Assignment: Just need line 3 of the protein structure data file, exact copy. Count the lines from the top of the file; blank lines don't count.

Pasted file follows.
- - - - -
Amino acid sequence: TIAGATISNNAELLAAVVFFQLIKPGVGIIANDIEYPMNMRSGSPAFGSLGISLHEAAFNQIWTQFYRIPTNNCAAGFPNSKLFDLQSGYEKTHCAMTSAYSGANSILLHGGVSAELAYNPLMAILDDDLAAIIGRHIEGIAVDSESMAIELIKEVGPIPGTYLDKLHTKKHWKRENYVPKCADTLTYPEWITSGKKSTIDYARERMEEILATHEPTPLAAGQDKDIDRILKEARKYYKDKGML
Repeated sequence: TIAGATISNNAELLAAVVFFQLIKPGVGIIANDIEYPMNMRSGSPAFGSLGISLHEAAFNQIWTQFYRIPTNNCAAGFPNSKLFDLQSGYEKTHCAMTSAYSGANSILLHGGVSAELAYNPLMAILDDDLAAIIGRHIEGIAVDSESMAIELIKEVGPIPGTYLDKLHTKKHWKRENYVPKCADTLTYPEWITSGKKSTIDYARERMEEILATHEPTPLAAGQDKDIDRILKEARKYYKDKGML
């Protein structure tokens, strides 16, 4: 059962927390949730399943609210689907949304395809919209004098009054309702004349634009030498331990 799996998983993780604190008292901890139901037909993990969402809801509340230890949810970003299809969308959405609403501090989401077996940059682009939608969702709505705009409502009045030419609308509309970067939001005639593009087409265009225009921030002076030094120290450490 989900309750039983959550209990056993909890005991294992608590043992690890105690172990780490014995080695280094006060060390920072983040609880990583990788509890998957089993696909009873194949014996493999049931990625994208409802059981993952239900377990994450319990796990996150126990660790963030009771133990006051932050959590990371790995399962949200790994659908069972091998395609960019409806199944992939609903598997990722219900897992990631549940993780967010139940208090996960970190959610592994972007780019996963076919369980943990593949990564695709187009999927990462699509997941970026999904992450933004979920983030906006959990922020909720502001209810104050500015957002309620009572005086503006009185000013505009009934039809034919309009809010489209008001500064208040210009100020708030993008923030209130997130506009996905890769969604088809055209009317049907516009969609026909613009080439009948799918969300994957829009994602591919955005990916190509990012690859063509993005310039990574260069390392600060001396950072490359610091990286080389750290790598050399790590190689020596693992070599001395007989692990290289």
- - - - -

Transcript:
């Protein structure tokens, strides 16, 4: 059962927390949730399943609210689907949304395809919209004098009054309702004349634009030498331990 799996998983993780604190008292901890139901037909993990969402809801509340230890949810970003299809969308959405609403501090989401077996940059682009939608969702709505705009409502009045030419609308509309970067939001005639593009087409265009225009921030002076030094120290450490 989900309750039983959550209990056993909890005991294992608590043992690890105690172990780490014995080695280094006060060390920072983040609880990583990788509890998957089993696909009873194949014996493999049931990625994208409802059981993952239900377990994450319990796990996150126990660790963030009771133990006051932050959590990371790995399962949200790994659908069972091998395609960019409806199944992939609903598997990722219900897992990631549940993780967010139940208090996960970190959610592994972007780019996963076919369980943990593949990564695709187009999927990462699509997941970026999904992450933004979920983030906006959990922020909720502001209810104050500015957002309620009572005086503006009185000013505009009934039809034919309009809010489209008001500064208040210009100020708030993008923030209130997130506009996905890769969604088809055209009317049907516009969609026909613009080439009948799918969300994957829009994602591919955005990916190509990012690859063509993005310039990574260069390392600060001396950072490359610091990286080389750290790598050399790590190689020596693992070599001395007989692990290289």